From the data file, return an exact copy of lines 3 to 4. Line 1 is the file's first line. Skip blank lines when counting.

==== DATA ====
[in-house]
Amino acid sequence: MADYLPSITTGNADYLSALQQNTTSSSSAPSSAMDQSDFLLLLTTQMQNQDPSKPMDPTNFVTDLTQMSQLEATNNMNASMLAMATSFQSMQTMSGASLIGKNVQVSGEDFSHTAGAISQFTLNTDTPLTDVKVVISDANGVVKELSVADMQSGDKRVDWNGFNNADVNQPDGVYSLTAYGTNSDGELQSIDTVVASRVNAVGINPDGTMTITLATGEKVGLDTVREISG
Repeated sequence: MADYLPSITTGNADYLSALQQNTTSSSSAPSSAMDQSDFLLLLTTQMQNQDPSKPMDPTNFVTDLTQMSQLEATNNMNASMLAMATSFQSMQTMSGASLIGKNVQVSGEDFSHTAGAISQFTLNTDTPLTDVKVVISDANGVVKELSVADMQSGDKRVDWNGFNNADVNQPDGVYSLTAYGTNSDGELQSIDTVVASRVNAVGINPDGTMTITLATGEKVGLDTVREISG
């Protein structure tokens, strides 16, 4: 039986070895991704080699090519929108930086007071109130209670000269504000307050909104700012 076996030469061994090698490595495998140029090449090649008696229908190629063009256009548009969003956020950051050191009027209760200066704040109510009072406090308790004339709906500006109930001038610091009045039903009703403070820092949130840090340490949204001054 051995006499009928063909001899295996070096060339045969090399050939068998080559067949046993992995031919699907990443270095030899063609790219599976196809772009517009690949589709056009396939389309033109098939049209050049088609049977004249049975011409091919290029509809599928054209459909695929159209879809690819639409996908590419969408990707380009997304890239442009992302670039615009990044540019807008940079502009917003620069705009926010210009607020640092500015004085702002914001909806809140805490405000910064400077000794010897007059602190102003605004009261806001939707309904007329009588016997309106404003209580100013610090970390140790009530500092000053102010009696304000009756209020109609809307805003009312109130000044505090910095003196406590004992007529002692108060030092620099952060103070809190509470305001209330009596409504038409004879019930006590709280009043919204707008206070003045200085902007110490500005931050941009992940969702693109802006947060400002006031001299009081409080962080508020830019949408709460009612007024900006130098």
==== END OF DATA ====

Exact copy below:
Repeated sequence: MADYLPSITTGNADYLSALQQNTTSSSSAPSSAMDQSDFLLLLTTQMQNQDPSKPMDPTNFVTDLTQMSQLEATNNMNASMLAMATSFQSMQTMSGASLIGKNVQVSGEDFSHTAGAISQFTLNTDTPLTDVKVVISDANGVVKELSVADMQSGDKRVDWNGFNNADVNQPDGVYSLTAYGTNSDGELQSIDTVVASRVNAVGINPDGTMTITLATGEKVGLDTVREISG
């Protein structure tokens, strides 16, 4: 039986070895991704080699090519929108930086007071109130209670000269504000307050909104700012 076996030469061994090698490595495998140029090449090649008696229908190629063009256009548009969003956020950051050191009027209760200066704040109510009072406090308790004339709906500006109930001038610091009045039903009703403070820092949130840090340490949204001054 051995006499009928063909001899295996070096060339045969090399050939068998080559067949046993992995031919699907990443270095030899063609790219599976196809772009517009690949589709056009396939389309033109098939049209050049088609049977004249049975011409091919290029509809599928054209459909695929159209879809690819639409996908590419969408990707380009997304890239442009992302670039615009990044540019807008940079502009917003620069705009926010210009607020640092500015004085702002914001909806809140805490405000910064400077000794010897007059602190102003605004009261806001939707309904007329009588016997309106404003209580100013610090970390140790009530500092000053102010009696304000009756209020109609809307805003009312109130000044505090910095003196406590004992007529002692108060030092620099952060103070809190509470305001209330009596409504038409004879019930006590709280009043919204707008206070003045200085902007110490500005931050941009992940969702693109802006947060400002006031001299009081409080962080508020830019949408709460009612007024900006130098």